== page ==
The Poison Center Network Enhancement Act of 2018 (H.R. 5329), authored by Reps. Susan Brooks (R-IN) and Eliot Engel (D-NY), was discussed to reauthorize the important network of centers within the National Poison Data System that offer free, confidential, expert medical advice 24 hours a day, seven days a week. Oftentimes these programs serve as the primary resource for poisoning information and help reduce emergency room visits. Lawmakers also spent a lot of time debating legislation known as the Overdose Prevention and Patient Safety Act (H.R. 3545) introduced by Reps. Markwayne Mullin (R-OK) and Earl Blumenauer (D-OR). That measure would modernize substance use disorder treatment records to permit records to be shared in accordance with the Health Insurance Portability and Accountability Act for the purposes of treatment. It would also increase penalties in the event of disclosure, add breach notification requirements and provide discrimination prohibitions.
House Ways and Means Committee Holds MACRA Hearing
The House Ways and Means Health Subcommittee held a hearing on implementing the Medicare Access and CHIP Reauthorization Act (“MACRA”) of 2015, which featured witnesses from CMS. Demetrios Kouzoukas, Principal Deputy Administrator and Director of the Center for Medicare, testified that the full promise of MACRA has not been realized as too few physicians and clinicians are participating in alternative payment models, and far too many clinicians find the law’s reporting requirements too burdensome. He laid out a plan to move forward on four areas of emphasis: “giving consumers greater control over health information through interoperable and accessible health information technology; encouraging transparency from payers and providers; using experimental models in Medicare and Medicaid to help patients drive value and quality throughout the entire system; and removing government burdens that impede this transformation.”
Providers and industry stakeholders have urged Congress to improve fairness and reduce burdens under the program. In the hearing, Kouzoukas urged stakeholders to work with CMS to increase innovation and submit promising ideas to the Innovation Center.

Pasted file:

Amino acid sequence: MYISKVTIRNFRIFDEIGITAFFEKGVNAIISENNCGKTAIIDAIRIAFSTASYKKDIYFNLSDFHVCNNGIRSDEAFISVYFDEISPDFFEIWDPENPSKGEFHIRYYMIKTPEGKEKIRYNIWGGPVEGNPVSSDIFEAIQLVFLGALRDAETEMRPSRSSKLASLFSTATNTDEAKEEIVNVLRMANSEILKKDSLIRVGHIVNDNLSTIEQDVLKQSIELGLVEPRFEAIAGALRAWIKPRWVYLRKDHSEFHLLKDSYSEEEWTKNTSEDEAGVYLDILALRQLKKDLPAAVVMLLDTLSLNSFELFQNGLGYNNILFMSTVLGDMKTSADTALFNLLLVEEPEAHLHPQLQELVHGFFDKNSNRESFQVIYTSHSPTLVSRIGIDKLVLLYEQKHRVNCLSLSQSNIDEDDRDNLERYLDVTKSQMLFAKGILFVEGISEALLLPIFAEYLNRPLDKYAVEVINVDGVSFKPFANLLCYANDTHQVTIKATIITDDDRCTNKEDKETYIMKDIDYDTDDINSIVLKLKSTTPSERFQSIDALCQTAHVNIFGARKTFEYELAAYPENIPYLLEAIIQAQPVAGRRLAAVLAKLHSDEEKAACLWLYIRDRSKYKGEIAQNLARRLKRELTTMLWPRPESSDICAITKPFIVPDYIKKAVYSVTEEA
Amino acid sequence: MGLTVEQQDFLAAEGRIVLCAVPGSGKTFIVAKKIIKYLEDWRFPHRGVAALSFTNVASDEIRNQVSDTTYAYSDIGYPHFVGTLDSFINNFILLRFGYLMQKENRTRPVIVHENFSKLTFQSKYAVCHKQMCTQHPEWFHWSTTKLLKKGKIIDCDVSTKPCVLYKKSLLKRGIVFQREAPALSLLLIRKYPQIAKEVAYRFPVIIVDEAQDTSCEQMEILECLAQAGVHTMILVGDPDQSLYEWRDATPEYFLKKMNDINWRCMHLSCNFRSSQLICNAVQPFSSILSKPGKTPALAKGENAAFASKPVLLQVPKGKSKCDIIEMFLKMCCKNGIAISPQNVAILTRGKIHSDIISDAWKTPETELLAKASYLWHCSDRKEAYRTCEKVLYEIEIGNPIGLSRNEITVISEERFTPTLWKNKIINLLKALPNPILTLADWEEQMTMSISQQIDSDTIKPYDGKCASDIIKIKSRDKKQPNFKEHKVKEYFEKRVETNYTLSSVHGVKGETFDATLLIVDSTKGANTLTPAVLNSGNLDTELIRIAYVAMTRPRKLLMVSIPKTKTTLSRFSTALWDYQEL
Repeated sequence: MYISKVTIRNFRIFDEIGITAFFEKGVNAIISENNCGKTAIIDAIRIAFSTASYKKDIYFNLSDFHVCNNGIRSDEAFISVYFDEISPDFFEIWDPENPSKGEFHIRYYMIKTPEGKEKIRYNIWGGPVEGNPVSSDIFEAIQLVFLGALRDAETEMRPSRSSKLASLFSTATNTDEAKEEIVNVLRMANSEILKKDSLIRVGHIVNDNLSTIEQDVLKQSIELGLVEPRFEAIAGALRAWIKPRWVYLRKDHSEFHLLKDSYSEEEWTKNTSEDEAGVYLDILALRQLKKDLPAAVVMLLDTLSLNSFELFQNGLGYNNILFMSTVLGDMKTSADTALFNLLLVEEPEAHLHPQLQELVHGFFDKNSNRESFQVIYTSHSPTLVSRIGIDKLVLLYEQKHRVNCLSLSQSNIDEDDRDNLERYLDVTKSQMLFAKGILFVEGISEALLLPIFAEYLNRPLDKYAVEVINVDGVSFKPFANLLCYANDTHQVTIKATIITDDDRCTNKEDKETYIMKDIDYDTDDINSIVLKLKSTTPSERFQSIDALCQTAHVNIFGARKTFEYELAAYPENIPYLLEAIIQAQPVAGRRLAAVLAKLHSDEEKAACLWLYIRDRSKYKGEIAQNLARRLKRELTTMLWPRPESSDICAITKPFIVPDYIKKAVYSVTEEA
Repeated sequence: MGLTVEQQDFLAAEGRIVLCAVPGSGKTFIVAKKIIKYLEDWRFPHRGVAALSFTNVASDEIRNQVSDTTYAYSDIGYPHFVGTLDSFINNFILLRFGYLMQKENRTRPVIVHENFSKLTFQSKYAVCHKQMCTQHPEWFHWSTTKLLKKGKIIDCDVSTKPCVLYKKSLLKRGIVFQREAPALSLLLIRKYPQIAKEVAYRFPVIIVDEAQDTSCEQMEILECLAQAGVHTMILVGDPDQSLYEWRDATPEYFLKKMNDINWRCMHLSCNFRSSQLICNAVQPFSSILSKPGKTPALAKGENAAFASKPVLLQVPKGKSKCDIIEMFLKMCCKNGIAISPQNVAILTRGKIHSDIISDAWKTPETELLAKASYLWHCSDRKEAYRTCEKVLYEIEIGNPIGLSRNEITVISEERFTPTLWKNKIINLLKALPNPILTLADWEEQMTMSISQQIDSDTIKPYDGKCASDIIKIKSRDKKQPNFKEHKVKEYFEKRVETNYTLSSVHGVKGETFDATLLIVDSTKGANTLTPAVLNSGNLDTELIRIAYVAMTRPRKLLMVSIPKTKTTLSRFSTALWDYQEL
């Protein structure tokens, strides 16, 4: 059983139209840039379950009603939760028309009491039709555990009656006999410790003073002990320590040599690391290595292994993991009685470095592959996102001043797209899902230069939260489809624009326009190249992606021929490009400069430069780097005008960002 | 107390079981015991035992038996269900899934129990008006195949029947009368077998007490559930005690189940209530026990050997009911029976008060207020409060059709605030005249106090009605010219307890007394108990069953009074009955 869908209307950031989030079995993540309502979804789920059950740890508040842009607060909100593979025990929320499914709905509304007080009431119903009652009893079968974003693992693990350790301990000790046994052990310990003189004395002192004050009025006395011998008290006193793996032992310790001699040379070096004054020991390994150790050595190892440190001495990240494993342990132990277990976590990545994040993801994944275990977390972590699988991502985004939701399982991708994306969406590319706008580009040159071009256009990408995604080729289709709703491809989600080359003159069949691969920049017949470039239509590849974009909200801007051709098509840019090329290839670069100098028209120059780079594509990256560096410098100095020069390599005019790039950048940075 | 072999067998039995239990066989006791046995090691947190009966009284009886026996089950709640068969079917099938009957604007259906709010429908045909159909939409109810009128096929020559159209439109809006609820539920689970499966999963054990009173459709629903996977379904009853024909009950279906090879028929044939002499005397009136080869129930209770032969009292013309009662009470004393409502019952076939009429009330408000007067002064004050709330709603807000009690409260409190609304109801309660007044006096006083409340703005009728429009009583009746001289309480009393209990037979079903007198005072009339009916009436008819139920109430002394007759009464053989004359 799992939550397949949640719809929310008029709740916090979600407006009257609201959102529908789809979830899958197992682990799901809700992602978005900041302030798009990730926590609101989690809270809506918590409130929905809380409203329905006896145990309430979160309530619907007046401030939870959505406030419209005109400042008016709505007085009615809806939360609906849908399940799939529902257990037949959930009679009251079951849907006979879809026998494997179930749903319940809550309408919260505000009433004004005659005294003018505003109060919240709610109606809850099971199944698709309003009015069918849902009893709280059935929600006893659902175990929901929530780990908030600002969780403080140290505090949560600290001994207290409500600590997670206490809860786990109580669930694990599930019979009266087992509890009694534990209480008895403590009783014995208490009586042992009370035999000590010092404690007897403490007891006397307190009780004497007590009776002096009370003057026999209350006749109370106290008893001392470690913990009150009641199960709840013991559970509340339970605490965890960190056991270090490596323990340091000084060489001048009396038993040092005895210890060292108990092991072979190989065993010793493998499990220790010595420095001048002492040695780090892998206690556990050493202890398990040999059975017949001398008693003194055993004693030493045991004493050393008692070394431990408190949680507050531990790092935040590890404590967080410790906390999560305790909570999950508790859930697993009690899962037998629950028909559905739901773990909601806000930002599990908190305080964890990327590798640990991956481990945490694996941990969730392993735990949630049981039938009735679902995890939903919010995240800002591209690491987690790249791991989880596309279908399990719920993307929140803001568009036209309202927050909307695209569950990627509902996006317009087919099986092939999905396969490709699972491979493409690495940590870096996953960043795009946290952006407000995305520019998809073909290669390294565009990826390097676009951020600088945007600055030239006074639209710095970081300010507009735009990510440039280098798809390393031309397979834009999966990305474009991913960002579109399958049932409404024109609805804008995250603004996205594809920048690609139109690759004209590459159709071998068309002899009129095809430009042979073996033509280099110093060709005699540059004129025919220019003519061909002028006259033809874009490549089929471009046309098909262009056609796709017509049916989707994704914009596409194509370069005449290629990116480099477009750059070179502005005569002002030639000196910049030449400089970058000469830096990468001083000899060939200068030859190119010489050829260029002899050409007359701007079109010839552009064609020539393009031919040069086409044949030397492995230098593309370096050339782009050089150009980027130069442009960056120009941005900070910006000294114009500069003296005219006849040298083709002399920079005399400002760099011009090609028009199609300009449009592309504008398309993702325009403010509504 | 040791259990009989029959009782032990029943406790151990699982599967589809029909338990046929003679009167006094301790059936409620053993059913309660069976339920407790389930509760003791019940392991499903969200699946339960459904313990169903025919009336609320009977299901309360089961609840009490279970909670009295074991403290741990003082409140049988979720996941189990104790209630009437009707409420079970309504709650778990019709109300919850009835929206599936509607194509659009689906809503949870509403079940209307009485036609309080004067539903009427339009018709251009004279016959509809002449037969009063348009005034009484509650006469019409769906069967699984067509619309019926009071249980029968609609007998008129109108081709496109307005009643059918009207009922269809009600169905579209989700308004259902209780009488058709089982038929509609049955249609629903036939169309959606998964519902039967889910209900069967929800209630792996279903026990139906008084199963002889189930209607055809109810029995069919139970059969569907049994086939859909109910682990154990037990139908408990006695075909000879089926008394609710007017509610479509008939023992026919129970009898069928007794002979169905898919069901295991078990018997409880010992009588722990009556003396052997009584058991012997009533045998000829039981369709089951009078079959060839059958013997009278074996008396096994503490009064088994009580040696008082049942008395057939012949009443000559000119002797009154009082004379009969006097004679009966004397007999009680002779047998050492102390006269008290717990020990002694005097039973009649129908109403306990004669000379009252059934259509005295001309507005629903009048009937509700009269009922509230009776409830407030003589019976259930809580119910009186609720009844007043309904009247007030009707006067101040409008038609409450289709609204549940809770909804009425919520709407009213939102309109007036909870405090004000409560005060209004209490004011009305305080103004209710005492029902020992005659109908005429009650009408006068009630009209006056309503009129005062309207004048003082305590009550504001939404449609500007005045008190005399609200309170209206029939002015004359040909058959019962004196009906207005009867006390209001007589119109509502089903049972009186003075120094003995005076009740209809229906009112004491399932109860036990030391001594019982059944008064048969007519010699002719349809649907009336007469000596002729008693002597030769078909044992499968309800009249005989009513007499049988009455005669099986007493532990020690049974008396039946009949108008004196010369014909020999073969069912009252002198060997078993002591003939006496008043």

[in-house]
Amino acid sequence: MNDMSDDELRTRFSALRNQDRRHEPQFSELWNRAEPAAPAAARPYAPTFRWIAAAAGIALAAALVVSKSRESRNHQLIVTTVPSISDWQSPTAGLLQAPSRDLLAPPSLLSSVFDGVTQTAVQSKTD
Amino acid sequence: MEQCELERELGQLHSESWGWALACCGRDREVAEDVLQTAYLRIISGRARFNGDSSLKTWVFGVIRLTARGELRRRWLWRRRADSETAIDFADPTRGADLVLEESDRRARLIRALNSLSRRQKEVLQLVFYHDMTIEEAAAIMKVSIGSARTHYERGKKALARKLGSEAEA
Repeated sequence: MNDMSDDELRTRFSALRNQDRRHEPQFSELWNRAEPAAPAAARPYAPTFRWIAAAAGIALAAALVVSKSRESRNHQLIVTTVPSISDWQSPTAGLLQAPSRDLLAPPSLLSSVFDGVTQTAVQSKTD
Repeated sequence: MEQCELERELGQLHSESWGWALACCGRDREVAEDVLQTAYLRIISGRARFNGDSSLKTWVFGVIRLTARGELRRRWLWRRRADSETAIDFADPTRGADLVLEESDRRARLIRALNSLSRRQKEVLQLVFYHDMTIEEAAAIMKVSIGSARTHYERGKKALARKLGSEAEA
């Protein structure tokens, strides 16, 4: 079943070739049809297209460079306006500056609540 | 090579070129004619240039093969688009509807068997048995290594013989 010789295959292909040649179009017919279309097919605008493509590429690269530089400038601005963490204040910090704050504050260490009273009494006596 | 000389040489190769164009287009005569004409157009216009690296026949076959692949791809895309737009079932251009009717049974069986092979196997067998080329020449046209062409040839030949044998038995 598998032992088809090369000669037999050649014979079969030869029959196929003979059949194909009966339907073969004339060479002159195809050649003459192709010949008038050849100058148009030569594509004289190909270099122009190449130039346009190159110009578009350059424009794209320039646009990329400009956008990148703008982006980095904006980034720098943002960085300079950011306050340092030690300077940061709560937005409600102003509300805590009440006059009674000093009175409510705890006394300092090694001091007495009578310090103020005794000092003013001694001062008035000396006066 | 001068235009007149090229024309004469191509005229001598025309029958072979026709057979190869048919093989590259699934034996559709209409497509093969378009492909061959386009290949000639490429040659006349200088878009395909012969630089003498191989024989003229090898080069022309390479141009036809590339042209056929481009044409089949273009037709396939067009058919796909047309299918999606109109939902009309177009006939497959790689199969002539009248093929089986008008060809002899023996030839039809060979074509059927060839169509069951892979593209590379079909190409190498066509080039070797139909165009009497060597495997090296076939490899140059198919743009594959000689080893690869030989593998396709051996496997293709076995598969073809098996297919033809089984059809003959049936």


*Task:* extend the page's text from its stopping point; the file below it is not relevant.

Health-Related Bills Introduced This Week
Rep. Gene Green (D-TX) introduced H.R. 5385 to amend the Public Health Service Act to reauthorize the program of payments to children’s hospitals that operate graduate medical education programs. Sen. Robert Casey Jr. (D-PA) also introduced S.2597 for this purpose.
Sen. Debbie Stabenow (D-MI) introduced S. 2613 to amend Title XVIII of the Social Security Act to improve access to mental health services under the Medicare program.
Sen. Shelley Moore Capito (R-WV) introduced S. 2610 to require the Secretary of Health and Human Services to provide coordinated care to patients who have experienced a non-fatal overdose after emergency department discharge.
Next Week in Washington
It’ll be quiet in Washington as Congress is out for a two-week district work period. This Week in Washington will return when lawmakers resume their work but will publish should new health care developments occur.
This Week in Washington in History
2003: 15 years ago this week, President George W. Bush addresses the nation and declares war with Iraq. During the address, Bush promises Iraq leader Saddam Hussein will be gone.
1933: 85 years ago this week, President Franklin D. Roosevelt signs the Beer and Wine Revenue Act into law. The law levies a federal tax on all alcoholic beverages. The law was followed by passage of the 21st Amendment, which officially ends prohibition.